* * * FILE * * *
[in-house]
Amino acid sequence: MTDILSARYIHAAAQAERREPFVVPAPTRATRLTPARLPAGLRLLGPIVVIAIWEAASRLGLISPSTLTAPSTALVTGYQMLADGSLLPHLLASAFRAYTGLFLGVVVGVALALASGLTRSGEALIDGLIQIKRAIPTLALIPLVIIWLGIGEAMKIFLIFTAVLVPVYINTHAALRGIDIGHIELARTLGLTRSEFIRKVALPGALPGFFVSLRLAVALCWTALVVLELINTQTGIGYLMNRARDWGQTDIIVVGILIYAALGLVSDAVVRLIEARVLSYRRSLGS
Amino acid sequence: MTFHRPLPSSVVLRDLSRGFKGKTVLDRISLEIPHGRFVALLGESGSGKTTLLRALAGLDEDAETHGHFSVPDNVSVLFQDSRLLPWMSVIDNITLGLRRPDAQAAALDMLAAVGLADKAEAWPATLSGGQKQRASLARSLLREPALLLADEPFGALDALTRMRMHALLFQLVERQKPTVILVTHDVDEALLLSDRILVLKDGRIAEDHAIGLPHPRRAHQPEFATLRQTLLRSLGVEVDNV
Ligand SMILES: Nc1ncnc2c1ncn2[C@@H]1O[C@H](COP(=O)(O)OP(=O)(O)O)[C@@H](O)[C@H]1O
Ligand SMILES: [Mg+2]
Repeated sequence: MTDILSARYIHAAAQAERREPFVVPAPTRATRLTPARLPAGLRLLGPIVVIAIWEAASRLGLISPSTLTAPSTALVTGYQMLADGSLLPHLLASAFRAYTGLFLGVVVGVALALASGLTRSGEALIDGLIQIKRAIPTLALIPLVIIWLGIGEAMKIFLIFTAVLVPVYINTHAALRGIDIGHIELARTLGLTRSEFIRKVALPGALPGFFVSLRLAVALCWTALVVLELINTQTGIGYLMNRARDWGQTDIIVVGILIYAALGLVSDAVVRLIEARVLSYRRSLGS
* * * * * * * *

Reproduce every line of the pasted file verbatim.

[in-house]
Amino acid sequence: MTDILSARYIHAAAQAERREPFVVPAPTRATRLTPARLPAGLRLLGPIVVIAIWEAASRLGLISPSTLTAPSTALVTGYQMLADGSLLPHLLASAFRAYTGLFLGVVVGVALALASGLTRSGEALIDGLIQIKRAIPTLALIPLVIIWLGIGEAMKIFLIFTAVLVPVYINTHAALRGIDIGHIELARTLGLTRSEFIRKVALPGALPGFFVSLRLAVALCWTALVVLELINTQTGIGYLMNRARDWGQTDIIVVGILIYAALGLVSDAVVRLIEARVLSYRRSLGS
Amino acid sequence: MTFHRPLPSSVVLRDLSRGFKGKTVLDRISLEIPHGRFVALLGESGSGKTTLLRALAGLDEDAETHGHFSVPDNVSVLFQDSRLLPWMSVIDNITLGLRRPDAQAAALDMLAAVGLADKAEAWPATLSGGQKQRASLARSLLREPALLLADEPFGALDALTRMRMHALLFQLVERQKPTVILVTHDVDEALLLSDRILVLKDGRIAEDHAIGLPHPRRAHQPEFATLRQTLLRSLGVEVDNV
Ligand SMILES: Nc1ncnc2c1ncn2[C@@H]1O[C@H](COP(=O)(O)OP(=O)(O)O)[C@@H](O)[C@H]1O
Ligand SMILES: [Mg+2]
Repeated sequence: MTDILSARYIHAAAQAERREPFVVPAPTRATRLTPARLPAGLRLLGPIVVIAIWEAASRLGLISPSTLTAPSTALVTGYQMLADGSLLPHLLASAFRAYTGLFLGVVVGVALALASGLTRSGEALIDGLIQIKRAIPTLALIPLVIIWLGIGEAMKIFLIFTAVLVPVYINTHAALRGIDIGHIELARTLGLTRSEFIRKVALPGALPGFFVSLRLAVALCWTALVVLELINTQTGIGYLMNRARDWGQTDIIVVGILIYAALGLVSDAVVRLIEARVLSYRRSLGS